that sounds like fun to you, go ahead, clap along.

 

An impressive list of NYC insiders join the Handclappers for
this debut album, a crew diverse enough to ensure that most people will enjoy
at least a couple of tracks, if only for the guests. If you’re a Calla fan, for
instance, you’ll likely gravitate to “Testimony,” where Aurelio Valle
insinuates and menaces in a whisper over a slinky, slack-funk groove.  It won’t hurt, either, when Jaleel Bunton of
TV on the Radio switches on the wah for the cut’s smouldering guitar part. Or
say you like Jon Spencer. That’s him spitting grit and heat into the otherwise
dream-sequence softness of girl-harmonized “Give It a Rest.” Old-school mc Lady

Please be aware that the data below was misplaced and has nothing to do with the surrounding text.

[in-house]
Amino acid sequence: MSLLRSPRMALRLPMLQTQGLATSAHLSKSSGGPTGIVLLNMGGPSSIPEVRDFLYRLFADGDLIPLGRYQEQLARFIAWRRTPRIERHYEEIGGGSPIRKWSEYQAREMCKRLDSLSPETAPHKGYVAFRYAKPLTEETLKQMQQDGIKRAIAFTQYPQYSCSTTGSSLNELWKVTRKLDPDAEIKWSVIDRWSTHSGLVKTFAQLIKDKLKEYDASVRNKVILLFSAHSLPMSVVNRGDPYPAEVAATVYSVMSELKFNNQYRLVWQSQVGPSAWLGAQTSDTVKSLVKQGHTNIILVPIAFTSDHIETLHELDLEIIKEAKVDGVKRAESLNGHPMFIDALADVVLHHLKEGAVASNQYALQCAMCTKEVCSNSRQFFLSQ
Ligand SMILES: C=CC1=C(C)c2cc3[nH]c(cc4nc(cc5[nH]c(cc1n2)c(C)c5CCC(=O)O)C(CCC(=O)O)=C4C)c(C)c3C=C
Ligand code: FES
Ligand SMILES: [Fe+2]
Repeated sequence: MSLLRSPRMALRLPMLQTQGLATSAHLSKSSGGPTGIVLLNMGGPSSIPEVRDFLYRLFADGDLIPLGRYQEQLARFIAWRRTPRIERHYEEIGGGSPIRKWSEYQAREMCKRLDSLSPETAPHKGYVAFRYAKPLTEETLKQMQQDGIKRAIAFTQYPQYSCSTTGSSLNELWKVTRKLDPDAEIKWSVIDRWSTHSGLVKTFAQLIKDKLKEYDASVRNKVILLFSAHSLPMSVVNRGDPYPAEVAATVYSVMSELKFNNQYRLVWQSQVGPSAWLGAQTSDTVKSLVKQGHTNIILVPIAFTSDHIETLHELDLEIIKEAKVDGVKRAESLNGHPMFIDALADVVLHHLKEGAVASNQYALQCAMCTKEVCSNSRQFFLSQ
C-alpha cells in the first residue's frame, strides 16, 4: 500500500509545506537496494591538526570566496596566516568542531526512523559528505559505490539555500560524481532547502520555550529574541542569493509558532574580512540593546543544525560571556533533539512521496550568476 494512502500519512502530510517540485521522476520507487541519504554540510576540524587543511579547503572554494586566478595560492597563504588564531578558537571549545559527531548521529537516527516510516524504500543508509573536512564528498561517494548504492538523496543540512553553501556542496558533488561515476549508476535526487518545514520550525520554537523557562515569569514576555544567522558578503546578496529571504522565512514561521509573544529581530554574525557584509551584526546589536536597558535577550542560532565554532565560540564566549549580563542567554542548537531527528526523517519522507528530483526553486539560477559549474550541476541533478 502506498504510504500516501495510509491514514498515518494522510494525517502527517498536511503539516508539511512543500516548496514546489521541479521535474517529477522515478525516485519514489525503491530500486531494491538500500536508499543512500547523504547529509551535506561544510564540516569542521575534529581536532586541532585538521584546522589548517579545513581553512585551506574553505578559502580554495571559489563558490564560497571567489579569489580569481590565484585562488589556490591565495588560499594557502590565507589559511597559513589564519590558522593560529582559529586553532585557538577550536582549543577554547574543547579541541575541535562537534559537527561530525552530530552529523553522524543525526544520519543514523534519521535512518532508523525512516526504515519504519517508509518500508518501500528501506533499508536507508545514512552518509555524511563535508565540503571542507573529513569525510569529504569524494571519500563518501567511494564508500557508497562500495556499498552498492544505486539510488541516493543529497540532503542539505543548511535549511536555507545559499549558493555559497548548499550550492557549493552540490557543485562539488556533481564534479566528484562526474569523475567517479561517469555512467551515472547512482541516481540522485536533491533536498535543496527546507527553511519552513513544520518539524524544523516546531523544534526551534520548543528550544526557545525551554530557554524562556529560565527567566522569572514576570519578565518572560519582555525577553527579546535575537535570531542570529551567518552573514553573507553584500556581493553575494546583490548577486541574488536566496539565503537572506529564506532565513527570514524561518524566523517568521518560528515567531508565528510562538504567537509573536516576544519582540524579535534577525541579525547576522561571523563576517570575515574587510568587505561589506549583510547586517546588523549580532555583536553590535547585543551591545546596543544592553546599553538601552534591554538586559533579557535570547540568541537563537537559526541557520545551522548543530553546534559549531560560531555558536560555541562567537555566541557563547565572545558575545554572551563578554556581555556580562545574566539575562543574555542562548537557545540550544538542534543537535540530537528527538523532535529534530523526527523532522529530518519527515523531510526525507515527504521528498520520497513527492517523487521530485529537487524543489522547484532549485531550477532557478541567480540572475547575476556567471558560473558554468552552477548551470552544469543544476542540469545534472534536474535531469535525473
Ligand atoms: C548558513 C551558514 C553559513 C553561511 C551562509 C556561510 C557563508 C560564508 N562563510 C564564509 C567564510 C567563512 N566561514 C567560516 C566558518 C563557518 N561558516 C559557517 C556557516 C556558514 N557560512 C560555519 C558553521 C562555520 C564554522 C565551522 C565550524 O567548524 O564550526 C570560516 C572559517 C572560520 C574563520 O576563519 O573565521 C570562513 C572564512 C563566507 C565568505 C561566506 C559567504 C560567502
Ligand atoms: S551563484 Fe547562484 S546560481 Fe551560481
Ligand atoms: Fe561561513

Tigra (ex of L’Trimm) gets the album’s brightest spotlight, holding court in the
effervescent “15 to 20,” with its criss-crossing rhythms and percolating
keyboard lines.

 

Yet in focusing on the stars, you might overlook the skill
with which Collas and Marquand divine the right musical setting for each, or
the clean, clear execution of the arrangements that support them, courtesy of a
six person core band. Indeed the only problem with these cuts is that they are
a little too clean to catch in your head right away. They melt instead into a
slippery stream of dance-friendly, disco-leaning experiences, hedonistically
enjoyable, well-made and tightly played, but a bit inhuman. A handclap is,
after all, probably man’s earliest musical attempt, as rough and unpremeditated
as breathing. Why encase it in all this plastic?

 

Standout Tracks:
“Testimony” “15 to 20” JENNIFER
KELLY

 

Children – Hard Times Hanging at the End of the World

January 01, 1970

(Kemado)

 

www.kemado.com